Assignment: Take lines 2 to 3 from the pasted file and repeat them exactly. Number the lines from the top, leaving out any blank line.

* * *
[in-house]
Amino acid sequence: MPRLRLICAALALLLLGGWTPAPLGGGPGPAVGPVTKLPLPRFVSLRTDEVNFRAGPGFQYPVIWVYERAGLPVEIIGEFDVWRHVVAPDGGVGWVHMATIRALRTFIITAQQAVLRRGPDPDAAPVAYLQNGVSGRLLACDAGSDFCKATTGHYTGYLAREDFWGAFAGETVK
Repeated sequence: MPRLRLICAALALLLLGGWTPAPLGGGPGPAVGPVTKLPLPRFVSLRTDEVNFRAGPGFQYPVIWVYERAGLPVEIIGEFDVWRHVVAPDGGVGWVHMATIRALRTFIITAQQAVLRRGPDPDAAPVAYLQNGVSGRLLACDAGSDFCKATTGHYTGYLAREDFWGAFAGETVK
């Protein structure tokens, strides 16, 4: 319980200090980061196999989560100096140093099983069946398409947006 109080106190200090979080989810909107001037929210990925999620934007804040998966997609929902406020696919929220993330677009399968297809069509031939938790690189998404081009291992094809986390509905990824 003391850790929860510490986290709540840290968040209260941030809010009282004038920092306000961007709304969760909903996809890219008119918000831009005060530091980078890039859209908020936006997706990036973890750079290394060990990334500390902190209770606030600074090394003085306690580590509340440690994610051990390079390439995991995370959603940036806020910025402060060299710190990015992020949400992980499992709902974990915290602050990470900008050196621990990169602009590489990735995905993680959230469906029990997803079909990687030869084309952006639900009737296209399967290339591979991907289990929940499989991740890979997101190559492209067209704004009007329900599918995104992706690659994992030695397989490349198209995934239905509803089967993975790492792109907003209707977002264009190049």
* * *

Amino acid sequence: MPRLRLICAALALLLLGGWTPAPLGGGPGPAVGPVTKLPLPRFVSLRTDEVNFRAGPGFQYPVIWVYERAGLPVEIIGEFDVWRHVVAPDGGVGWVHMATIRALRTFIITAQQAVLRRGPDPDAAPVAYLQNGVSGRLLACDAGSDFCKATTGHYTGYLAREDFWGAFAGETVK
Repeated sequence: MPRLRLICAALALLLLGGWTPAPLGGGPGPAVGPVTKLPLPRFVSLRTDEVNFRAGPGFQYPVIWVYERAGLPVEIIGEFDVWRHVVAPDGGVGWVHMATIRALRTFIITAQQAVLRRGPDPDAAPVAYLQNGVSGRLLACDAGSDFCKATTGHYTGYLAREDFWGAFAGETVK